Now, what exactly does Janecek mean by “We forgave Paul Wellstone?” For not better managing his own memorial service (after he died)? Or for calling Jesse Helms someone “I despise?” Let’s remember, Helms was not just a conservative Republican. In 1990, he aired racially inflammatory ads, and in 1993 he had the gall to extol slavery by singing “Dixie” to the newly elected African-American senator, Carol Mosely-Braun.
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Mike Haubrich stuck up for caucuses in his comment on Doug Grow’s Dec. 12 story, “Minnesotans just sit and watch — or head to Iowa — while the nation’s presidential parade passes us by”:
Minnesota needs to hold on to its caucus system, because this is where the parties give their members the opportunities to get more involved in the process. The doors are open at the caucuses. Anybody can come in, as long as they live in the precinct and are an eligible voter. They have to affirm that they agree with the principles of the party. And that’s it.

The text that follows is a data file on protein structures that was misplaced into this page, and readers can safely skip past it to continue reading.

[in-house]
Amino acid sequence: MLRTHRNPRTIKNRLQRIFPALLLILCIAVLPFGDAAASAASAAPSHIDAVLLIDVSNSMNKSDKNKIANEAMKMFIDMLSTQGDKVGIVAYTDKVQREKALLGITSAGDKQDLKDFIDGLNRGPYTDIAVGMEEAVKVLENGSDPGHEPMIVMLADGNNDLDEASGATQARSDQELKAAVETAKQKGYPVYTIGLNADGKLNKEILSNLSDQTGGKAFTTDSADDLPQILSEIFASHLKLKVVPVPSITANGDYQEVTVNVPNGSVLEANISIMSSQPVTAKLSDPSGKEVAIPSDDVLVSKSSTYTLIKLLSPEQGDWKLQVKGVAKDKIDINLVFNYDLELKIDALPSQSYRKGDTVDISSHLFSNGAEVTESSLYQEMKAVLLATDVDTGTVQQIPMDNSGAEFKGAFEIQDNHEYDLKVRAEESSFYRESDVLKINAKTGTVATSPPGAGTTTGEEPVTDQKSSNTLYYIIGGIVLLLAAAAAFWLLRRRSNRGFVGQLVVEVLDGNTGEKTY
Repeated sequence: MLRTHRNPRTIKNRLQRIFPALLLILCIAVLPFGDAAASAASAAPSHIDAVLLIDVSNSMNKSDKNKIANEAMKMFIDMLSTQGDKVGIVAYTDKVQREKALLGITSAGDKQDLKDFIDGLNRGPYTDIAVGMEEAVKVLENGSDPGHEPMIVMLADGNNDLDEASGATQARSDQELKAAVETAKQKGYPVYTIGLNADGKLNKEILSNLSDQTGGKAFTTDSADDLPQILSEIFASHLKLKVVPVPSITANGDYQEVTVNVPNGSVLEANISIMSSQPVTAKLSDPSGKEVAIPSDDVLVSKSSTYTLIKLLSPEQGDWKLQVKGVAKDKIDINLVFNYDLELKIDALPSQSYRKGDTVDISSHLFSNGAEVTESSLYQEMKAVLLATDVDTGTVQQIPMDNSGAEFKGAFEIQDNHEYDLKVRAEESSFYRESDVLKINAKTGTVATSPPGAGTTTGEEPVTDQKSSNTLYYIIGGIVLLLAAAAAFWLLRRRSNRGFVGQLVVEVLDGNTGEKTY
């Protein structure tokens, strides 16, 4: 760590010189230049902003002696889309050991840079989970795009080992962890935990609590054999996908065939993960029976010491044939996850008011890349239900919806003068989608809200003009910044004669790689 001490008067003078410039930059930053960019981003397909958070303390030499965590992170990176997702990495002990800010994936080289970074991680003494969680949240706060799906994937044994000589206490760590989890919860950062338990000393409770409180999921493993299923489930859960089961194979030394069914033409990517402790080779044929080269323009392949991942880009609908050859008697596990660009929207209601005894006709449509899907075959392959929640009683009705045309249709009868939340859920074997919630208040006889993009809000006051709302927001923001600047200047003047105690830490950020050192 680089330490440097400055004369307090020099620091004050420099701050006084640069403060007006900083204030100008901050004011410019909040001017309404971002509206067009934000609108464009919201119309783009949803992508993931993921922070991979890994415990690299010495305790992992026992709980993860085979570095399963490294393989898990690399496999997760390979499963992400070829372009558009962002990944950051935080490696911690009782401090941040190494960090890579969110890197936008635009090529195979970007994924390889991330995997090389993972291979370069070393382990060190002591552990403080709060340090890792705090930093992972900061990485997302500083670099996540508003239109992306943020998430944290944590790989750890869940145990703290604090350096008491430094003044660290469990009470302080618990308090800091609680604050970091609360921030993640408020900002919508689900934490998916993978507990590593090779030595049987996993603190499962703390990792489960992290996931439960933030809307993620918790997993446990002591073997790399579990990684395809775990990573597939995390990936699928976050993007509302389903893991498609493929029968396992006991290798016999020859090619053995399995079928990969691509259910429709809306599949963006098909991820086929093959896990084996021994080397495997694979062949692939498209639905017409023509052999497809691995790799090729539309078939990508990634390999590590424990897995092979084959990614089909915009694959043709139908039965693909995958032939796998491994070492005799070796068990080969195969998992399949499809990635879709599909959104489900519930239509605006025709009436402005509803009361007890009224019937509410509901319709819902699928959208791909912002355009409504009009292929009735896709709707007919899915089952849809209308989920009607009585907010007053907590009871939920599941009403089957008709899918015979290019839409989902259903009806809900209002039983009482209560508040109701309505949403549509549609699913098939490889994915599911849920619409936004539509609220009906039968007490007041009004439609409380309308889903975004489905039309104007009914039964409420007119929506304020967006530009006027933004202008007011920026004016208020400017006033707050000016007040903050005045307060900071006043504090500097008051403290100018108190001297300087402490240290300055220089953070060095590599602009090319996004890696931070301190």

It is a grass-roots opportunity for volunteering and involvement in the party, and the candidates don’t control it. They are subject to the process, seek endorsement and then ask for money from the party. And the party is me, my neighbors and anyone else who is willing to put in the time to participate at more than a primary ballot level.
Yes, it seems that the caucus attendees tend to be more extreme than the mainstream of their respective party; but one needn’t be a committed “true believer” to join at this level. I know many party officers whose introduction to the process came at a caucus.
Caucuses offer a means for more minority participation. It involves shaping the platform and the direction of the party as a whole. It is a process far more crucial to participation at the grass-roots level than mere selection of presidential candidates. We will also begin the process selecting delegates to the state nominating convention, to determine who gets the endorsement for Senate. It distributes power a bit more evenly than the built-in special interests that work the party machine.